Awesome Imperial Guard Unit Types From 40k 1st Edition
There's no doubt that Warhammer 40k has refined itself over the decades, striving more for sci-fi realism than much of its cartoonish past. Just as we're now seeing the more brutal and terrifying Beast Snagga orks replacing the sillier Orks of the past (you won't find any Flash Gitz in the Beast Snaggas) the Imperial Guard used to be a much more wild and crazy place than you'd think now.
I recently pulled out my old 1st Edition Warhammer 40k Compendium--the book that first brought me into the game back in the 8th grade--and flipped through its contents to find many of the 'Eavy Metal pictures and bizarre chapters that grabbed me to tightly as a kid. The Compendium was a collection of articles from White Dwarf, and contains many of the original rules and army lists for the game. And one that I loved especially was the Imperial Guard.
Today, the Imperial Guard is too often flavorless, which is too bad because there is just so much of the Imperial Guard that is ripe for flavor. When we have the Tallarns and the Valhallans and the Praetorians and the *Death Korps of Krieg* the one regiment that Games Workshop chooses to always push is the bland, vanilla Cadians. Even the Catachans and Steel Legion (the other two kits that are occasionally available in plastic) aren't as interesting as some of the units available back in the early, wilder days of the Imperial Guard.
Troop Types in 1st Edition Imperial Guard
Adeptus Mechanicus and Servitors
The Adeptus Mechanicus units are individuals who are necessary on the tabletop to be able to control and maintain your vehicles and warmachines, and they are accompanied by Servitors. Now the rules are a little unclear in the Compendium, so if you have an answer feel free to leave it in the comments below, but it appears that you need an Adeptus Mechanicus on the board for every Land Speeder, Land Raider, or Imperial Robots in the army. They're also required for Penal Legions and Human Bombs, two of my favorite Imperial Guard units that never made it past 1st edition.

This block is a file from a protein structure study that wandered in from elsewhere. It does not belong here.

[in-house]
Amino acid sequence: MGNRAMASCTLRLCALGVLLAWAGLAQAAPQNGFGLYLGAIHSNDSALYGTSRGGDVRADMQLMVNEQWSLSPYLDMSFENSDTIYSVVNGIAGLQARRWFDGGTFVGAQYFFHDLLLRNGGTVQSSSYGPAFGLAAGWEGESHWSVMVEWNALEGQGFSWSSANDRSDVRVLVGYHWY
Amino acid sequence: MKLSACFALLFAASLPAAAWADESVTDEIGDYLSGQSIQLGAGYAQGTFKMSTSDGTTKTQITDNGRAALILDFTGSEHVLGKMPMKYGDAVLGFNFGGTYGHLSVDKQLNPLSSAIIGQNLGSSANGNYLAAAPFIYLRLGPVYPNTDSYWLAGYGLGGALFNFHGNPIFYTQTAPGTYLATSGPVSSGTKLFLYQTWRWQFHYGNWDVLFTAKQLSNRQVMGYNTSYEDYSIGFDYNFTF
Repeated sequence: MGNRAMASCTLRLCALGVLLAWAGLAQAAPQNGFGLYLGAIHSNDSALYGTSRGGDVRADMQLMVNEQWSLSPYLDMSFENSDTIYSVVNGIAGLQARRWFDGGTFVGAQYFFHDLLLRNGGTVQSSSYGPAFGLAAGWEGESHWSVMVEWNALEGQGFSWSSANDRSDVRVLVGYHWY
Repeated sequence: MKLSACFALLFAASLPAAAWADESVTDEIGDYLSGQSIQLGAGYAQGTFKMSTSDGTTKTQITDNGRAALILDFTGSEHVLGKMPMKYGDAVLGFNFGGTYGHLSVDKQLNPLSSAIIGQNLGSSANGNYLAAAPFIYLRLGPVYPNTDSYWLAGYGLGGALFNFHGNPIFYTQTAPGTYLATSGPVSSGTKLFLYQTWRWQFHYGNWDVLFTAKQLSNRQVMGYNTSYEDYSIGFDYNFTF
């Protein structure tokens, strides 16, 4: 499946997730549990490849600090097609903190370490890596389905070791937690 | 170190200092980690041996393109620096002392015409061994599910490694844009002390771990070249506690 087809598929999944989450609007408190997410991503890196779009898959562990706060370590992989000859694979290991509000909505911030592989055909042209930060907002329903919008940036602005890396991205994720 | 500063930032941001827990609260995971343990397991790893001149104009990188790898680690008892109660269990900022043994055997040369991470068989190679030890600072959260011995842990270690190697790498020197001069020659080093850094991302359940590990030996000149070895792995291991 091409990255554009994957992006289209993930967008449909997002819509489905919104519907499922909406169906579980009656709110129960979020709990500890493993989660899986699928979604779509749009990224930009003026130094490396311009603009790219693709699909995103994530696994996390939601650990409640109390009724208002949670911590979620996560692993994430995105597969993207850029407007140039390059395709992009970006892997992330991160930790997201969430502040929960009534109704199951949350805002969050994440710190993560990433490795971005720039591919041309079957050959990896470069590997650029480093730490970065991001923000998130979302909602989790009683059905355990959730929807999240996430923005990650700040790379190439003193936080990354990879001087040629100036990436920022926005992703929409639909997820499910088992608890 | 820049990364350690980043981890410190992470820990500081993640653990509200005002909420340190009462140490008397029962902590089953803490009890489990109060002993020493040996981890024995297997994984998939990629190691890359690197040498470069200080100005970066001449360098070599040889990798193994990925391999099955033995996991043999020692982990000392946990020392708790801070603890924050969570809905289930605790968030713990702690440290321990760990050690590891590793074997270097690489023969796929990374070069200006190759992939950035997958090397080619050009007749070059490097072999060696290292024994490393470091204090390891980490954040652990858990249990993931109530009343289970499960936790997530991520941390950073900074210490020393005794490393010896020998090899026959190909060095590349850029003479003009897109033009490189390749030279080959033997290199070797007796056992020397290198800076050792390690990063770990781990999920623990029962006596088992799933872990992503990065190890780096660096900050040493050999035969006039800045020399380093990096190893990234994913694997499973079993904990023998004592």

Servitors' role is not entirely clear, but each Adeptus Mechanicus can have up to three Servitors working for him. The Servitors are assigned to a vehicle and a single Servitor can replace two crew.
D6 Adeptus Mechanicus models can be fielded, so if you roll a three then you can have three of them and nine Servitors. You don't have to take all of them, but you can. For every single Adeptus Mechanicus and Servitor, there must be a vehicle. It doesn't matter whether the actual model of the Servitor can fit inside the vehicle; it is counted as being in the vehicle. Additionally, Ad Mech must be present for each unit of Beastmen (yes, the Imperial Guard had Beastmen!) as well as Penal Battallions, Human Bombs, or Bombots. Also, an Ad Mech can be the spotter for off-table artillery.
Ad Mech and Servitors can repair broken vehicles and equipment on the field, which is what makes them so useful.
Commissars also are there by the luck of the dice: you get D6-22 Commissars. Each Commissar accompanies an officer, working down the ranks: so your first Commissar will be attached to your commander, then down to your captain, then lieutenant, and so on. If the unit the Commissar is attached to retreats, the Commissar shoots the current leadership and takes command, and the from then on he leads the unit.
While most psykers are killed or shipped back to Terra to be sacrificed to the Golden Throne, Sanctioned Psykers were often part of the command structure of the Imperial Guard. They're often dressed strangely, sometimes mutated, and otherwise look out of place on the battlefield.